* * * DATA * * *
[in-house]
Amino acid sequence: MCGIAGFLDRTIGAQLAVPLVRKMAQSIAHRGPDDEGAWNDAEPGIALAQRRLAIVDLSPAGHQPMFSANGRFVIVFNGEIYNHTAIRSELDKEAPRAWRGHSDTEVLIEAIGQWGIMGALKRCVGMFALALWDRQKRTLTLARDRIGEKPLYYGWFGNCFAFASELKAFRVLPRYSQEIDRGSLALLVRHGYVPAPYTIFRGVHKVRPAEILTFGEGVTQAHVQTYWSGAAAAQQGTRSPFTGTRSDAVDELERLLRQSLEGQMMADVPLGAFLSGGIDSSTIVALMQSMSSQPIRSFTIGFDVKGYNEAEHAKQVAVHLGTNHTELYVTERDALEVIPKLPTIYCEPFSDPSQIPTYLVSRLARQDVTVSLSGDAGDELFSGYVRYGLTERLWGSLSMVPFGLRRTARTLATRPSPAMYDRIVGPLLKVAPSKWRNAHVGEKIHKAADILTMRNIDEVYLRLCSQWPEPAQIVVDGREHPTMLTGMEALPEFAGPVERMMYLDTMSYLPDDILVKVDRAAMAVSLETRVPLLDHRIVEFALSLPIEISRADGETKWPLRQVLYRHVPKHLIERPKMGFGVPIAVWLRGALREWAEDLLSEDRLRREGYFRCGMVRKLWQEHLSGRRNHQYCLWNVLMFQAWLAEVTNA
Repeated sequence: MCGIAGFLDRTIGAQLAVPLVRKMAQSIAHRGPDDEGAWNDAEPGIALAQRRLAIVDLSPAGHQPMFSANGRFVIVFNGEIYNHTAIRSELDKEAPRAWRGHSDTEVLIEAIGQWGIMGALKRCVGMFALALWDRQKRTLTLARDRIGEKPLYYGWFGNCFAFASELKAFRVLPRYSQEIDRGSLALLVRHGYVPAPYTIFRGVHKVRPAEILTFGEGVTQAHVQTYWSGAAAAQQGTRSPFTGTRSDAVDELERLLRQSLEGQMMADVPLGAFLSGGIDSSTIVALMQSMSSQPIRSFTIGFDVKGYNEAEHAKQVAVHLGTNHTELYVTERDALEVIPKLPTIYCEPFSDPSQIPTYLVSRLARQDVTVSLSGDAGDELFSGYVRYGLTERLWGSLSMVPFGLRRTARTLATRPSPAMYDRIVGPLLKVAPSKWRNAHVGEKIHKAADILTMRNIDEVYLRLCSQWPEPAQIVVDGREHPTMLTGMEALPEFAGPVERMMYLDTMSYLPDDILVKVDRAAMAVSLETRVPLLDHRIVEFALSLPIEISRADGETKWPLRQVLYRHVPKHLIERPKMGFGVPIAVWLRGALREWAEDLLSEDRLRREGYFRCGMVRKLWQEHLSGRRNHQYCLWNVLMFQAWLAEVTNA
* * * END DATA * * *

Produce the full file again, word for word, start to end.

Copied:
[in-house]
Amino acid sequence: MCGIAGFLDRTIGAQLAVPLVRKMAQSIAHRGPDDEGAWNDAEPGIALAQRRLAIVDLSPAGHQPMFSANGRFVIVFNGEIYNHTAIRSELDKEAPRAWRGHSDTEVLIEAIGQWGIMGALKRCVGMFALALWDRQKRTLTLARDRIGEKPLYYGWFGNCFAFASELKAFRVLPRYSQEIDRGSLALLVRHGYVPAPYTIFRGVHKVRPAEILTFGEGVTQAHVQTYWSGAAAAQQGTRSPFTGTRSDAVDELERLLRQSLEGQMMADVPLGAFLSGGIDSSTIVALMQSMSSQPIRSFTIGFDVKGYNEAEHAKQVAVHLGTNHTELYVTERDALEVIPKLPTIYCEPFSDPSQIPTYLVSRLARQDVTVSLSGDAGDELFSGYVRYGLTERLWGSLSMVPFGLRRTARTLATRPSPAMYDRIVGPLLKVAPSKWRNAHVGEKIHKAADILTMRNIDEVYLRLCSQWPEPAQIVVDGREHPTMLTGMEALPEFAGPVERMMYLDTMSYLPDDILVKVDRAAMAVSLETRVPLLDHRIVEFALSLPIEISRADGETKWPLRQVLYRHVPKHLIERPKMGFGVPIAVWLRGALREWAEDLLSEDRLRREGYFRCGMVRKLWQEHLSGRRNHQYCLWNVLMFQAWLAEVTNA
Repeated sequence: MCGIAGFLDRTIGAQLAVPLVRKMAQSIAHRGPDDEGAWNDAEPGIALAQRRLAIVDLSPAGHQPMFSANGRFVIVFNGEIYNHTAIRSELDKEAPRAWRGHSDTEVLIEAIGQWGIMGALKRCVGMFALALWDRQKRTLTLARDRIGEKPLYYGWFGNCFAFASELKAFRVLPRYSQEIDRGSLALLVRHGYVPAPYTIFRGVHKVRPAEILTFGEGVTQAHVQTYWSGAAAAQQGTRSPFTGTRSDAVDELERLLRQSLEGQMMADVPLGAFLSGGIDSSTIVALMQSMSSQPIRSFTIGFDVKGYNEAEHAKQVAVHLGTNHTELYVTERDALEVIPKLPTIYCEPFSDPSQIPTYLVSRLARQDVTVSLSGDAGDELFSGYVRYGLTERLWGSLSMVPFGLRRTARTLATRPSPAMYDRIVGPLLKVAPSKWRNAHVGEKIHKAADILTMRNIDEVYLRLCSQWPEPAQIVVDGREHPTMLTGMEALPEFAGPVERMMYLDTMSYLPDDILVKVDRAAMAVSLETRVPLLDHRIVEFALSLPIEISRADGETKWPLRQVLYRHVPKHLIERPKMGFGVPIAVWLRGALREWAEDLLSEDRLRREGYFRCGMVRKLWQEHLSGRRNHQYCLWNVLMFQAWLAEVTNA